WHEN Jesus told the rich young man to sell all he had, and give the proceeds to the poor, he was dealing with two kinds of hunger. One of them was the young man’s hunger for what we call “a life”. “Get a life,” we say. Jesus saw that the main impediment to the young man’s getting life in all its fullness was money. Alas, what he was told to give to receive such a love was too great a price to pay; so the young man went away, sad.
It wasn’t as if he hadn’t already invested heavily; for he had said his prayers, he said, and remained virtuous, he said, which would have been enough for anyone. But Jesus sees a trapped soul, a young person already unable to move because of possessions — someone who spent what life he had looking after his money.
Charles Dickens had him in mind when he created Jacob Marley, whom, you will recall, ended up as a ghost hung about with ledgers and safes so that he could hardly walk; which is what we must do occasionally, to be able to fly towards God. Today, Marley would be dragging around computers and investments, mortgages and offshore profits, and a garage full of cars.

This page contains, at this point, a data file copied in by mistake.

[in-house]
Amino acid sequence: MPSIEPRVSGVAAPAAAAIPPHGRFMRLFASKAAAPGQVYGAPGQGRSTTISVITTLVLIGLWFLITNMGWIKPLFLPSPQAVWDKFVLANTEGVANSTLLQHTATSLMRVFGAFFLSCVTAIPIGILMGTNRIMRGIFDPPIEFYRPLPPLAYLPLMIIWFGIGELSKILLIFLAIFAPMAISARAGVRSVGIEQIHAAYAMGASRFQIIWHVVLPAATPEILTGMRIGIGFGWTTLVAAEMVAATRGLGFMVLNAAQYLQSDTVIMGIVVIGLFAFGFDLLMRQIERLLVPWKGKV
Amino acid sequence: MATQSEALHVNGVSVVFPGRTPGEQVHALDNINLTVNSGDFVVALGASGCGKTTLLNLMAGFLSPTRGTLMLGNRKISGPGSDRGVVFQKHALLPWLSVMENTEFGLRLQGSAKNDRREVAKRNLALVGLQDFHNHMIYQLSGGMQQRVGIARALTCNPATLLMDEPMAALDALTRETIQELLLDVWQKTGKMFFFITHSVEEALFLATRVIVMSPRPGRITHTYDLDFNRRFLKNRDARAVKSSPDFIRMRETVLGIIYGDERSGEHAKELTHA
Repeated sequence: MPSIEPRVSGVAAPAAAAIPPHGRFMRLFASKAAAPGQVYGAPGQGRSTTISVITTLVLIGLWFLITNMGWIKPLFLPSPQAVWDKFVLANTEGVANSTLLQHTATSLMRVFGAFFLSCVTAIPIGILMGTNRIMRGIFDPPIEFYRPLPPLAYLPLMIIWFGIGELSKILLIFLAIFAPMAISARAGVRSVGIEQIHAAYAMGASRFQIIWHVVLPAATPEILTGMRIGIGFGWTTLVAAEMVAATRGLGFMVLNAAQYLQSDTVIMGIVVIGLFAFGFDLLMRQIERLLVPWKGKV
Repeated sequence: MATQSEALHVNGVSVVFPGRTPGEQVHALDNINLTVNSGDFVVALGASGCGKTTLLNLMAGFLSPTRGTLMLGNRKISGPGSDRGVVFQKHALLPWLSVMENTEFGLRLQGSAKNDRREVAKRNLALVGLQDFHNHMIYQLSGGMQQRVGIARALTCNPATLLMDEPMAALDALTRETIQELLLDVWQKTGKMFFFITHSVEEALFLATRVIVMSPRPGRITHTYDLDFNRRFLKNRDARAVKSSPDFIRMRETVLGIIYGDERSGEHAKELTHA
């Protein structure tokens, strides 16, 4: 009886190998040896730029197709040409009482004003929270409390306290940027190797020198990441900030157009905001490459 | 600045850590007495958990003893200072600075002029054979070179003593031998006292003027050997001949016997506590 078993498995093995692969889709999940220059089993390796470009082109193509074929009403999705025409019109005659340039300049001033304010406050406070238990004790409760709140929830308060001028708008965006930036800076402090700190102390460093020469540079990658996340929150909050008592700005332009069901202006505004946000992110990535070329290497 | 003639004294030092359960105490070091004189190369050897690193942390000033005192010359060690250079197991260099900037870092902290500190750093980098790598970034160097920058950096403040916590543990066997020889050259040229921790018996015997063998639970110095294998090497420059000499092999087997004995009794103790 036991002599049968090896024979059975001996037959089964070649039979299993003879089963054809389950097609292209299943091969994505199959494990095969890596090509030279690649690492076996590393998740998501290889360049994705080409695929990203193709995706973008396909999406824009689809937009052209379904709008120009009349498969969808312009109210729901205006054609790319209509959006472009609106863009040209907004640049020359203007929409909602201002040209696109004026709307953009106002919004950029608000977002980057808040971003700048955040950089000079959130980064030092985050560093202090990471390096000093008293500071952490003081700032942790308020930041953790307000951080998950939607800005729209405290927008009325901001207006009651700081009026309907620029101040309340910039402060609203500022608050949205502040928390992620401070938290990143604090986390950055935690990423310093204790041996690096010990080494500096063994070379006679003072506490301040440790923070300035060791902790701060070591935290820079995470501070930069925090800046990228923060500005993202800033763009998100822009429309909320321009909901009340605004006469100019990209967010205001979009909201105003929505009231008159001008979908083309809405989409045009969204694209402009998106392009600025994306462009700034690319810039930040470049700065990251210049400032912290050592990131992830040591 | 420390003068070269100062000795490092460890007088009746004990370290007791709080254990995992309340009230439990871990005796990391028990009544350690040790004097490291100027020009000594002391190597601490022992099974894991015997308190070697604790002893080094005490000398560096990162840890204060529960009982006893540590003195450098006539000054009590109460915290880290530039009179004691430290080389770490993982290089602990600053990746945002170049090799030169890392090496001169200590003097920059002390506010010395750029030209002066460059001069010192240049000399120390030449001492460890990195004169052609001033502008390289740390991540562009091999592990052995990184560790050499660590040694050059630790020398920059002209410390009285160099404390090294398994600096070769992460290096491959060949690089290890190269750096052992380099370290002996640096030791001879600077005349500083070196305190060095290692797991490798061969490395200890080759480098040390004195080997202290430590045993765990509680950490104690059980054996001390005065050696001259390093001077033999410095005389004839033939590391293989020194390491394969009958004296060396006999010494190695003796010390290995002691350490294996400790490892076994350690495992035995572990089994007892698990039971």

Christ’s anti-materialistic law is a hard law for us — almost the hardest. It hits us cruelly. The Gospels are crammed with every kind of giving, from the widow’s mite to the Lord’s all; but all this giving would not be there if a tremendous purpose did not lie behind it. We know that one of the best gifts which is within our giving is not money, but time.
Friends and neighbours in want are often not saying “Spare us a pound,” but “Spare us an hour, or a day.” We look at our watch or our diary and mumble something about “I can manage a visit on the 25th at four in the afternoon, if that will do.” Whereas Jesus is advising us: give this person yourself, for an unmeasured period; free yourself from all this busyness.
The blind man halted the healer by demanding mercy. Just before this exciting event on the Jericho road — on that same road on which a Samaritan showed mercy to someone of another faith — Christ and his little band had met after a solemn journey to Jerusalem to come to grips, as it were, with what would happen. In Luke’s words, the son of man would be spitefully treated, and executed.
But, scripture says, they understood none of these things. They were beyond their vision. Sometimes, he was clear as daylight; sometimes, as obscure as midnight. They could not see what he was getting at; so they walked on, as they always did in his company. Walked on and on, listening, half-grasping what he said.
George Herbert remembered to say “Thank you” for the insights that God gave him. “Thou that hast given so much to me, Give one thing more, a grateful heart. See how thy beggar works on thee By art.”